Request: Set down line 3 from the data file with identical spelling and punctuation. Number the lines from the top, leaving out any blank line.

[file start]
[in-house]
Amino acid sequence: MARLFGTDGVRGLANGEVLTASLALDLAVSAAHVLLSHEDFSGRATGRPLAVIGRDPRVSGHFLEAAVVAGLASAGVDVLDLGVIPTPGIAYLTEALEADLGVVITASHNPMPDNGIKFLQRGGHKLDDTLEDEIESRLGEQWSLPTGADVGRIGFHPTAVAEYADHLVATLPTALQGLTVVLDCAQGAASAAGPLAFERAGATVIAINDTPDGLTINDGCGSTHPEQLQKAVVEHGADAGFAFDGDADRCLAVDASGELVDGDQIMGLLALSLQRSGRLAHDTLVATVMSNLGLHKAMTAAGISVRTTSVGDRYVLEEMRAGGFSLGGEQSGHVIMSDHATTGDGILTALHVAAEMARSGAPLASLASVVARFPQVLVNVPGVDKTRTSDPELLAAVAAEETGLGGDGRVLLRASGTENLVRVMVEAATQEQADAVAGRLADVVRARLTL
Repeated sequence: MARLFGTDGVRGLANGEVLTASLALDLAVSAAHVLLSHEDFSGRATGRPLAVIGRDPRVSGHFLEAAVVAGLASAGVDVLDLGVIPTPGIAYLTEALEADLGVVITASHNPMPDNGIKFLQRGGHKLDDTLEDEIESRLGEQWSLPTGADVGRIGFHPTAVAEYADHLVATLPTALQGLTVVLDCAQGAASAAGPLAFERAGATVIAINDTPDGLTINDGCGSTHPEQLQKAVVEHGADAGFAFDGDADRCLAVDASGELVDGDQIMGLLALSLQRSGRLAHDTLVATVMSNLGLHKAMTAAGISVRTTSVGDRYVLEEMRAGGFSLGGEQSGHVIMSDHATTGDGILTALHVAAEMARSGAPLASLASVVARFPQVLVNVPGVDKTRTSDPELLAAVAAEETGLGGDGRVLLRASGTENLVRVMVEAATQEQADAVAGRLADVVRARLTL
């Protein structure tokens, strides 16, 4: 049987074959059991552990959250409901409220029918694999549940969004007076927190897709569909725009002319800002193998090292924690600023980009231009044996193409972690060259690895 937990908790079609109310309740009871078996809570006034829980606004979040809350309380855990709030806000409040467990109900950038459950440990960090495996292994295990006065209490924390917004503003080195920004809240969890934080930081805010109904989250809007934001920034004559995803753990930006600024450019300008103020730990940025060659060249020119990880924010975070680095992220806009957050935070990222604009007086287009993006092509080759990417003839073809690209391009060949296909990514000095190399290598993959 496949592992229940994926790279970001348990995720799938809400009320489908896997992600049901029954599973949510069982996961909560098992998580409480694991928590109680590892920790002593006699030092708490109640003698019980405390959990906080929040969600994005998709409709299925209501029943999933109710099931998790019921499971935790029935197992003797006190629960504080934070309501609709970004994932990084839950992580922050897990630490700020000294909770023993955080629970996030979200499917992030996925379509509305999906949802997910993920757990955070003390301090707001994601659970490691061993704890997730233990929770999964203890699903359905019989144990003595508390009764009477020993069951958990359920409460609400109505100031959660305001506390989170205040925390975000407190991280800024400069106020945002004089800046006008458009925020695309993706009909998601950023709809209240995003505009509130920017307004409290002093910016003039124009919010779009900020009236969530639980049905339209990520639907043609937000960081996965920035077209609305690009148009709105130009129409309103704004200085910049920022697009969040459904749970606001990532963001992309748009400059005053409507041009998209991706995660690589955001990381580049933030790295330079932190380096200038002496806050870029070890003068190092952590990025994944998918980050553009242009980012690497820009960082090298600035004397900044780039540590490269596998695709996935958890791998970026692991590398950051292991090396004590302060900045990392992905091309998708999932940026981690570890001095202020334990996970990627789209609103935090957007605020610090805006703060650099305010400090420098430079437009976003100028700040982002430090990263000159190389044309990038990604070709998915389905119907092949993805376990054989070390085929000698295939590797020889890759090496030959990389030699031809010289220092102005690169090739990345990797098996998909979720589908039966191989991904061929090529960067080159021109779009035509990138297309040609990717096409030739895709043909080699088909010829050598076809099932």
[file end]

Repeated sequence: MARLFGTDGVRGLANGEVLTASLALDLAVSAAHVLLSHEDFSGRATGRPLAVIGRDPRVSGHFLEAAVVAGLASAGVDVLDLGVIPTPGIAYLTEALEADLGVVITASHNPMPDNGIKFLQRGGHKLDDTLEDEIESRLGEQWSLPTGADVGRIGFHPTAVAEYADHLVATLPTALQGLTVVLDCAQGAASAAGPLAFERAGATVIAINDTPDGLTINDGCGSTHPEQLQKAVVEHGADAGFAFDGDADRCLAVDASGELVDGDQIMGLLALSLQRSGRLAHDTLVATVMSNLGLHKAMTAAGISVRTTSVGDRYVLEEMRAGGFSLGGEQSGHVIMSDHATTGDGILTALHVAAEMARSGAPLASLASVVARFPQVLVNVPGVDKTRTSDPELLAAVAAEETGLGGDGRVLLRASGTENLVRVMVEAATQEQADAVAGRLADVVRARLTL